In October, 1999, I decided the JBA shorty headers needed to be replaced. The 1 5/8" primaries and 2 1/4" collector ports, and stock y-pipe were a likely bottleneck, especially during nitrous use. I'll know for sure once I get the car on the dyno. Of course, I'd like to say I installed long-tube headers, but the ground clearance (loss of about 2" of clearance) problems were just too much for the car. I want to keep it lowered, and I do have to get up my driveway once in a while. The solution that made the most sense to me was the 1994-5 Arizona Speed and Marine headers, mated to the Random Technology y-pipe and catalytic converters. This will provide 1 3/4" primaries, 2 1/2" collectors, into a full 2 1/2" y-pipe that merges to the single 3" Borla exhaust.


Other than headers and y-pipe, you’ll need header gaskets (I used SCE p/n 4611 LT1 copper gaskets, but lots of folks like the Felpro p/n 1406), “copper” high-temperature gasket sealer, anti-seize, Stage 8 header bolts p/n 8911, Mr. Gasket ultra seal collector gaskets p/n 720-5980, Stage 8 collector bolts p/n 8950, a new oil dipstick tube, and possibly new AIR fittings for the headers, depending on the specifics of what you’re going from/to. Of course you’ll need a variety of tools, and probably a 7/16” wrench that you can grind down such that it will fit between the bolts and the primaries, and also an Allen wrench for the bolts. At least one other helper for the install is really useful.

For bolts, you've got a couple options. The issue is that the repeated heat/cool cycles that headers experience will cause regular bolts to loosen up over time. The Stage 8 bolts have retaining clips that you attach to the bolt heads, which keep them from turning. They're a little trouble to install, but once on, you're set. If you don't want to deal with these, I recommend getting ARP header bolts, which have smaller heads, and are therefore easier to get a wrench around. But with these or other normal bolts,  you'll have to tighten them up once a month or so for a while after the install, or you'll risk blowing out a header gasket.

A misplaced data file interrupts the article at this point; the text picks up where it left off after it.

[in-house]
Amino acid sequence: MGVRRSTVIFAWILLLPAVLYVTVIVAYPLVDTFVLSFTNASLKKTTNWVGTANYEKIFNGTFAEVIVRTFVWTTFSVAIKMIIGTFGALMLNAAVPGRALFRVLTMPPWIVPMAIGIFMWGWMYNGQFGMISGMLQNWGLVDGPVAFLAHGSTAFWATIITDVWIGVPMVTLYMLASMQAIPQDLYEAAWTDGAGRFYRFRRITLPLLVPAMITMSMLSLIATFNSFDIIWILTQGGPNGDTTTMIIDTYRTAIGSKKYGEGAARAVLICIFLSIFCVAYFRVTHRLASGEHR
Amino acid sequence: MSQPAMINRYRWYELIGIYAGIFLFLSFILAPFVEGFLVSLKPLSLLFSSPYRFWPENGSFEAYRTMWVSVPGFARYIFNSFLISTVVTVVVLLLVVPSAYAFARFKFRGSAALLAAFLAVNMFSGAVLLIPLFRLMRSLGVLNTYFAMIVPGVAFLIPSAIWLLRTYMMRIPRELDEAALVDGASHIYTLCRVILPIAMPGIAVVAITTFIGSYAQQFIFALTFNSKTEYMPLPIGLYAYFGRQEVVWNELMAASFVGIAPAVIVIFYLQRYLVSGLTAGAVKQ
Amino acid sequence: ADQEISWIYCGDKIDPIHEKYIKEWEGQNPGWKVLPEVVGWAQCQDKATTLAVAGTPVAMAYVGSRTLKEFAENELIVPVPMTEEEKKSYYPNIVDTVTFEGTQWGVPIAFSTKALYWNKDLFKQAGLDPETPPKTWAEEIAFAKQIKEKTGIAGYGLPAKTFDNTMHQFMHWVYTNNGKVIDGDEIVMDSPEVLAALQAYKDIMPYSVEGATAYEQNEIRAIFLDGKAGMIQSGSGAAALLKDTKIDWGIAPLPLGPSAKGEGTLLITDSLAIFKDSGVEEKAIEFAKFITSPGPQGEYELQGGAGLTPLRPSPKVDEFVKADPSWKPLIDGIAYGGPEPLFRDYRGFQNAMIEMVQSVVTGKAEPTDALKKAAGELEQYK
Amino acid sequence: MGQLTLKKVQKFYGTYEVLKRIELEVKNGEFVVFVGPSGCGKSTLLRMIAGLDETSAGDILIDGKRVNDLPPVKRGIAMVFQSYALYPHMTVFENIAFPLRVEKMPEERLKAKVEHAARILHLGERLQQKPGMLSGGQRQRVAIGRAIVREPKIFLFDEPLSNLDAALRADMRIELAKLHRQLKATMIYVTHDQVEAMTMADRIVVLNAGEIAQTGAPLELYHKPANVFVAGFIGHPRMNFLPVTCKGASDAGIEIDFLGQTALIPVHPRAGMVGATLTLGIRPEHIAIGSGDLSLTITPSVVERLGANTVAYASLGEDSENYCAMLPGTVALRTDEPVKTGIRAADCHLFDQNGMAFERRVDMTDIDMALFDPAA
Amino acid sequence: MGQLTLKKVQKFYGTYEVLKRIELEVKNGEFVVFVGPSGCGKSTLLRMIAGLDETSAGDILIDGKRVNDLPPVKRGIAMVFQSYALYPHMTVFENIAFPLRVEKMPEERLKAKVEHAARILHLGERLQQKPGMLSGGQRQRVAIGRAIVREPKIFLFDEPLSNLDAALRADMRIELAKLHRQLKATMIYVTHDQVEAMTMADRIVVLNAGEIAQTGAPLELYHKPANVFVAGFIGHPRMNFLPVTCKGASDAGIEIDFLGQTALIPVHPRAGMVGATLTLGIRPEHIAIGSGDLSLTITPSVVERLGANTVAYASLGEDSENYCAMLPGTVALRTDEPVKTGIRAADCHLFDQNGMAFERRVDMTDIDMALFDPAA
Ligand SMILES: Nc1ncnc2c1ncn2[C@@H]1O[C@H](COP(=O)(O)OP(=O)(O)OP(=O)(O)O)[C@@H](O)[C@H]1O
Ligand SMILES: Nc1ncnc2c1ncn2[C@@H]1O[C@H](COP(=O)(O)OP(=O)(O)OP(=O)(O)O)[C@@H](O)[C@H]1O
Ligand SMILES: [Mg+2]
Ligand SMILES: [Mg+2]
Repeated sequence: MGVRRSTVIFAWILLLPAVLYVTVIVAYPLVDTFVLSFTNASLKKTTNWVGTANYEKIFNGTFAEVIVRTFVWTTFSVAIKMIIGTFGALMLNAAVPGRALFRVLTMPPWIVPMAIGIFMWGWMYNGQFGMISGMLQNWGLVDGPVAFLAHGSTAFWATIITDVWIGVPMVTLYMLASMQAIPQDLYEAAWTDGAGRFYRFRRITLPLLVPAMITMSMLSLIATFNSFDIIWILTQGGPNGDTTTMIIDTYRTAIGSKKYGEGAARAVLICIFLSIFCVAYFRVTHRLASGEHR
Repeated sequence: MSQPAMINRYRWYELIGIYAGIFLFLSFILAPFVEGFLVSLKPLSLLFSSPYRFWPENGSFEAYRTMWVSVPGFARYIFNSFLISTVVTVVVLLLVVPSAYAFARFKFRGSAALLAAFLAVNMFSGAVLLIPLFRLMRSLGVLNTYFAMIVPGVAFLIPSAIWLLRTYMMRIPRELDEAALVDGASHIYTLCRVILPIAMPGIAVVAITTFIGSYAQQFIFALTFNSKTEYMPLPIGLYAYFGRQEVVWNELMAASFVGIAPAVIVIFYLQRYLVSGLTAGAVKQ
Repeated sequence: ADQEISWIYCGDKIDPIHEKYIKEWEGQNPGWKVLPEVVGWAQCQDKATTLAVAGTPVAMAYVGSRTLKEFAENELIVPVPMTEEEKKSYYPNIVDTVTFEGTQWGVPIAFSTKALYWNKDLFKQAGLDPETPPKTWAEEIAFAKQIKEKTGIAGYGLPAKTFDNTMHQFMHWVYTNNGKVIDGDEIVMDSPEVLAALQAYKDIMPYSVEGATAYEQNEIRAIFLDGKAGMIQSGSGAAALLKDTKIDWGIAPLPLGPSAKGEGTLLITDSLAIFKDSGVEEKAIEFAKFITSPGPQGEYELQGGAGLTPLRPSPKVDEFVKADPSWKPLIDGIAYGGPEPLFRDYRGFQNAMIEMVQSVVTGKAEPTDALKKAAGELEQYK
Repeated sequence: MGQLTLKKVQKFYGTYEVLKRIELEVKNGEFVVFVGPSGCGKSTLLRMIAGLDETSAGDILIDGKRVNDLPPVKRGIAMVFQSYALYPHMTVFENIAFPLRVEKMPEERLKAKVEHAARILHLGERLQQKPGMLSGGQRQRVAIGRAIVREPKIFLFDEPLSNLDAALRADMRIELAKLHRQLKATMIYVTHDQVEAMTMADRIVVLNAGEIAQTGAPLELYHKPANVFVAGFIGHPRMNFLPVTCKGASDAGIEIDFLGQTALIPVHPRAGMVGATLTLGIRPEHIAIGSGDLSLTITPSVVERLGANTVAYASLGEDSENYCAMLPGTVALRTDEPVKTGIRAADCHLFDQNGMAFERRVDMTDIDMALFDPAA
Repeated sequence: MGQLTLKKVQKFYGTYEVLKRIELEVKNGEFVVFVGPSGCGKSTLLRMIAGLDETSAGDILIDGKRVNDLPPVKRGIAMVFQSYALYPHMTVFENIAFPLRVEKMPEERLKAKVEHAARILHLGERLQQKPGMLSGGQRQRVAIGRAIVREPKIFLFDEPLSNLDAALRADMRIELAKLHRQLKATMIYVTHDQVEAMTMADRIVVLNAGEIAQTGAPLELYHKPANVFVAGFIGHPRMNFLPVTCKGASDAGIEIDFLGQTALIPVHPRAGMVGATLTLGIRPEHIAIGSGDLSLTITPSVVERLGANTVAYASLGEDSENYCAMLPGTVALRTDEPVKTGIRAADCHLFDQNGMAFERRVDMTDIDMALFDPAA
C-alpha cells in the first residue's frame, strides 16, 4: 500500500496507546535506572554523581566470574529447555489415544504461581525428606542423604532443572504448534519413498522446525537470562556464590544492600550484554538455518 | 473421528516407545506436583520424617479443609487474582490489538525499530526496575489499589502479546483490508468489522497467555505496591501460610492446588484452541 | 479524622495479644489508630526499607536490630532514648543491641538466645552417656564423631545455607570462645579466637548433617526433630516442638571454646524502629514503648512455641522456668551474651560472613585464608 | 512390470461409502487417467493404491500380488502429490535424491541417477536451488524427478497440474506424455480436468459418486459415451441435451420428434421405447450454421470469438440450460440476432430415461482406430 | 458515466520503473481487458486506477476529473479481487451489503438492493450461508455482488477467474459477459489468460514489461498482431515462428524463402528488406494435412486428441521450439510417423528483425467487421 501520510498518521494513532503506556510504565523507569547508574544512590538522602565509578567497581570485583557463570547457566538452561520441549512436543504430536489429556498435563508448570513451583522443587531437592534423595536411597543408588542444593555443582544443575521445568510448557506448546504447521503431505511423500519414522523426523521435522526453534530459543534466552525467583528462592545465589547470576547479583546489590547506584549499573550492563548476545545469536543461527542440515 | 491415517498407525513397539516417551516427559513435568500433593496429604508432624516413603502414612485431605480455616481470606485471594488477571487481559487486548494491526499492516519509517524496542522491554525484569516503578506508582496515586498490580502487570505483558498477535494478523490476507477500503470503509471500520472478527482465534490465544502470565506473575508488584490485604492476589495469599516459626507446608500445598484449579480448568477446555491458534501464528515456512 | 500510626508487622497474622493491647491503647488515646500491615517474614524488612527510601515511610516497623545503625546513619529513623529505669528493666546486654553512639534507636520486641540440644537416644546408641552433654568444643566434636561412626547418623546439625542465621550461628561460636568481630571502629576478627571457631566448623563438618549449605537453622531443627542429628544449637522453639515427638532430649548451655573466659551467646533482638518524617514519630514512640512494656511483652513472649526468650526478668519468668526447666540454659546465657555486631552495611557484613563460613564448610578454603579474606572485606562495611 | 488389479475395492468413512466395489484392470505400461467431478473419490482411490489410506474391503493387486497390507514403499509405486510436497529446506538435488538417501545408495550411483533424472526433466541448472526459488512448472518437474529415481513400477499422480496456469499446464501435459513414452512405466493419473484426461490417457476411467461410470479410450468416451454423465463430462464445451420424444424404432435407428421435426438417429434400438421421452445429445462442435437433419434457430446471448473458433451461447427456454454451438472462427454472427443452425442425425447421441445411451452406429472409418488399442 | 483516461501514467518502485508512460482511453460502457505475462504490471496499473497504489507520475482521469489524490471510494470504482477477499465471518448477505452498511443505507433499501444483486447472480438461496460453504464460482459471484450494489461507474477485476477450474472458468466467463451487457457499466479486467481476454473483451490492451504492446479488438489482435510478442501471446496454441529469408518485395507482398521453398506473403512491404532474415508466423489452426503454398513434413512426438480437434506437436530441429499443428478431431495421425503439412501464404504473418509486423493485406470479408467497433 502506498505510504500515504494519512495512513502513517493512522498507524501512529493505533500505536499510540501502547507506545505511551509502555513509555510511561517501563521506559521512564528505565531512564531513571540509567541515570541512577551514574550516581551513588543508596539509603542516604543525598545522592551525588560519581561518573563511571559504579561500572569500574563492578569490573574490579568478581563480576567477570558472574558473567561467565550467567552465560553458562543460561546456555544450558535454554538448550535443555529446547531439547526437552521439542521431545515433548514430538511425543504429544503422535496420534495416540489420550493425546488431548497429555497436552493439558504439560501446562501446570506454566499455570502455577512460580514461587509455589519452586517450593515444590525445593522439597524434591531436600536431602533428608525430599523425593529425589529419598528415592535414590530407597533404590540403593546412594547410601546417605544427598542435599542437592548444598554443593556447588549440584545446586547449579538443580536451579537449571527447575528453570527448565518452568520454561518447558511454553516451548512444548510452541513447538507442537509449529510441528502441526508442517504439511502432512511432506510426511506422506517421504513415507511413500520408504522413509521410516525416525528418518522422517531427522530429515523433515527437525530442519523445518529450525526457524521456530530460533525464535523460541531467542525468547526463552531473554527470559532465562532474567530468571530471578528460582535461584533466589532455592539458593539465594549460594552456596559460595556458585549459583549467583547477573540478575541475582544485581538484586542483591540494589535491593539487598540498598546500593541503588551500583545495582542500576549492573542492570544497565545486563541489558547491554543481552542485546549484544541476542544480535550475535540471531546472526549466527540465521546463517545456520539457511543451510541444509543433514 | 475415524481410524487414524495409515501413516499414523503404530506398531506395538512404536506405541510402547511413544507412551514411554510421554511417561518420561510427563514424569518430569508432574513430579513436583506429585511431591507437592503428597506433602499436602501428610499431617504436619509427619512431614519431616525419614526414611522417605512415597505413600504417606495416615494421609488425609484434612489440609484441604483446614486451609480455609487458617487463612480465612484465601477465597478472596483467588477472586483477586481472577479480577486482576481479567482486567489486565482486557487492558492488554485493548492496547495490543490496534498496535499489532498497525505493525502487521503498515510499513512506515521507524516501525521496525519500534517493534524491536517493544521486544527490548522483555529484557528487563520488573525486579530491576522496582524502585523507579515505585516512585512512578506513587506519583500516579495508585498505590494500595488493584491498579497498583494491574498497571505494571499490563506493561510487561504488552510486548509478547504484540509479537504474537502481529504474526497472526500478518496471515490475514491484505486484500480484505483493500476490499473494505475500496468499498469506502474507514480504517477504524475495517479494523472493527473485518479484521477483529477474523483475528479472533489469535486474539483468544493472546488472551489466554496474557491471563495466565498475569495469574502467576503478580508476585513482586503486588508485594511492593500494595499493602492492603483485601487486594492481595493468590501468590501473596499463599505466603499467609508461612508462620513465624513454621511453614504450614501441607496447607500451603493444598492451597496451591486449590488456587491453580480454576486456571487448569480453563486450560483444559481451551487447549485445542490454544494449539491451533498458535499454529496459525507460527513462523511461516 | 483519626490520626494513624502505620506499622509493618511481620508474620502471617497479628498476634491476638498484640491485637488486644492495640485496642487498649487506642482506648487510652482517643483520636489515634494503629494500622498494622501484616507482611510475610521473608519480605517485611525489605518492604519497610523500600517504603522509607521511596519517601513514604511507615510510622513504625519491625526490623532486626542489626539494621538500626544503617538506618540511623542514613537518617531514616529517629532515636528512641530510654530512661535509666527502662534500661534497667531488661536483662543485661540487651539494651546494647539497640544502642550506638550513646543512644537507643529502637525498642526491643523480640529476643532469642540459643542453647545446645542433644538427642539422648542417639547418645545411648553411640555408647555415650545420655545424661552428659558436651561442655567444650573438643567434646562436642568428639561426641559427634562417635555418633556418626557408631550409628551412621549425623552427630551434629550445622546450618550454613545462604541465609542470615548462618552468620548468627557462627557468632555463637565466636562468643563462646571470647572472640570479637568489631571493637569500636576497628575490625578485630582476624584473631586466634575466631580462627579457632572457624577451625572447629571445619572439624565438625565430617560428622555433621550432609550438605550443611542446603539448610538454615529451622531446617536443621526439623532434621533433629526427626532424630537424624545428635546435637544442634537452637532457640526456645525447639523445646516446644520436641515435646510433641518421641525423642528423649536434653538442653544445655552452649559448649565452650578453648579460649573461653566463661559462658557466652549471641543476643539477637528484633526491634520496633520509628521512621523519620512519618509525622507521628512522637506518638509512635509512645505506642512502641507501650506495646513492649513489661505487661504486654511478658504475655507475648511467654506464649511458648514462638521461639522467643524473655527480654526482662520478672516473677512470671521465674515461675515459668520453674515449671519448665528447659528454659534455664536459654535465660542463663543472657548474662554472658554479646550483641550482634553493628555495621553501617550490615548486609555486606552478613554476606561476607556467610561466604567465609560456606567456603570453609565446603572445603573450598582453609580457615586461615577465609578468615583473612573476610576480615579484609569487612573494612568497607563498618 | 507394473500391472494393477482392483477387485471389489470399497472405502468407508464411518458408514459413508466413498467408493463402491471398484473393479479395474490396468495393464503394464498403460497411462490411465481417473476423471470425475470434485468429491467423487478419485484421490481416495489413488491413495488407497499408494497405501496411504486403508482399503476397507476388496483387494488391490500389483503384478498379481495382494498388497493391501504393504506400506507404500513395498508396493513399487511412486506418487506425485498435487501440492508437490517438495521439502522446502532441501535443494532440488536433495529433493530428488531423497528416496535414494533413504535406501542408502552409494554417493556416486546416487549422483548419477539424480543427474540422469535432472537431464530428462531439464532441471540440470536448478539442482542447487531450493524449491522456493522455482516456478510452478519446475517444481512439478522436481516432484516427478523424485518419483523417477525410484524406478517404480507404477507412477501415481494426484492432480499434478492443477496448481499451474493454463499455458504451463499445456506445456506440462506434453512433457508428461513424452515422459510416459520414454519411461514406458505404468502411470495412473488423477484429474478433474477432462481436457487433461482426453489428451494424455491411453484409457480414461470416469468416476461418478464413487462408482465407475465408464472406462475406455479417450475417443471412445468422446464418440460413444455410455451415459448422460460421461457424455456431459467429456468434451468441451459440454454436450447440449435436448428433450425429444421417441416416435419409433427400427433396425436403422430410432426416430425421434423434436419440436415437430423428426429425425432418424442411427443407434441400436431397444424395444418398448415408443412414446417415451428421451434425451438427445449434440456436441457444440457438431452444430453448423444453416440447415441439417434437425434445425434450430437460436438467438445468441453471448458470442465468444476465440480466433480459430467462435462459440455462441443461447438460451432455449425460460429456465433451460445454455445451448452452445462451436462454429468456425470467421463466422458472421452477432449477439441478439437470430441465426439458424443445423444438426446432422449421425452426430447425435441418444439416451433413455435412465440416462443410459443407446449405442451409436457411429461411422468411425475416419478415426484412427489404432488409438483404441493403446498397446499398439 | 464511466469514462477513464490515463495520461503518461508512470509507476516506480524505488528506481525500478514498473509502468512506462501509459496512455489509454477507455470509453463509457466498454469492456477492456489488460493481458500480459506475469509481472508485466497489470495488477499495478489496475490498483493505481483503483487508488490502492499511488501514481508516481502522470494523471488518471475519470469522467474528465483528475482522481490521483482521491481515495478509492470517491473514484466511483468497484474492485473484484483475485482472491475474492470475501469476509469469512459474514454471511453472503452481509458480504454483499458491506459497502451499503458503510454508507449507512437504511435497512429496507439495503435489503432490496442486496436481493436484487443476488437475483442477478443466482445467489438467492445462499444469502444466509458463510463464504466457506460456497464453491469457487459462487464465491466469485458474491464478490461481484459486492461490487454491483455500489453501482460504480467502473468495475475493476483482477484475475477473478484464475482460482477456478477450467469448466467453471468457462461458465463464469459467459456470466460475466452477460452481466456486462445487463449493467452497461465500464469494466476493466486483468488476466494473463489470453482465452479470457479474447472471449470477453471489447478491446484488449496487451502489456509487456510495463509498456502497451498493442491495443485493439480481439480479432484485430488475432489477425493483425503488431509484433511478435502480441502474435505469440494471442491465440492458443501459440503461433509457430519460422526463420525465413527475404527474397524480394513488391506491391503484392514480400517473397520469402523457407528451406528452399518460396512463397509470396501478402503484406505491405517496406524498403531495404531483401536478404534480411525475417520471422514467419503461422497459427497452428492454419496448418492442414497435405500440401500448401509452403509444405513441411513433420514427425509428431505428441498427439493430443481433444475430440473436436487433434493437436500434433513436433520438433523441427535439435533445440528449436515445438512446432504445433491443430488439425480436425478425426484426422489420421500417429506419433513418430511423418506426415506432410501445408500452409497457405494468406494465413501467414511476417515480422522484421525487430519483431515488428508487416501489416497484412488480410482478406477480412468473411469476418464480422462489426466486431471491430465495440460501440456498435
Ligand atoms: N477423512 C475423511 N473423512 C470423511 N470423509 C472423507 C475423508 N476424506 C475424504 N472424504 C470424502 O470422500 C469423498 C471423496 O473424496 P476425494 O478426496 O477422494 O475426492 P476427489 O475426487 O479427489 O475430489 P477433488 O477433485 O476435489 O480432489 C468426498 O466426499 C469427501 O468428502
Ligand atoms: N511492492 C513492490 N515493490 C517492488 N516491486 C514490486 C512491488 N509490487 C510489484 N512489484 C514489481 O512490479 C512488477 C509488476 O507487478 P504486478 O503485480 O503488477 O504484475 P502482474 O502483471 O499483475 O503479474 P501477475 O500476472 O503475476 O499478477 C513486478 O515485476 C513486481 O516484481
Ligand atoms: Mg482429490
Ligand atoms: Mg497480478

Before you dive into this, a couple tips. Make sure your new header flanges are flat (put a straightedge against them), and don’t install them if they’re not pretty flat. You can get them machined if necessary.  I also wrapped my headers with some of that medical wrap which sticks to itself, so that I would avoid scratching them up during the install. This worked very well.


Put the car up on nice solid ramps and stands, as high as will be safe, and disconnect the negative battery cable. Remove the cross-brace and y-pipe, just a bunch of bolts. Pull the O2 sensors (three of them on a ‘96-7 car) out of the y-pipe, or unclip the harnesses for them, before you drop the pipe. The stock y-pipe is pretty heavy (39 lb.) and comes out in two pieces, so be ready for the weight as you remove it. Remove the starter, making sure that if there are any shims under it, you track where they were for the re-install. Now up top, you’ll need to remove anything in the way of your current exhaust manifolds or headers (I was removing JBA headers), so that would include a strut brace, driver's side valve cover, the alternator, pull the hoses off the AIR tubes and remove them from the manifolds. Remove the EGR tube completely, you’ll probably need to put some new kinks in it during re-install.

On the driver’s side, the steering linkage may need to be removed. I had to disconnect it to get the JBA headers out, and didn't put it back together until after the AS&M's were in, so I really don't know if it's necessary if you're only replacing stock manifolds. Each end has a single bolt, which is removed, then you can slip off the linkage.

Check and remove any spark plugs that will be in your way. I had to remove all but #3. Then remove all the header bolts. I pulled the driver’s side out through the top, but you could go out the bottom if you removed the oil filter. The passenger’s side goes out the bottom. On the passenger’s side, remove the bolt that holds the dipstick tube in place, and pull it out. A screwdriver will help leverage it out, but I wouldn’t try to re-use it. Any little bend in the portion of the tube that sticks inside the block will keep you from getting it back in.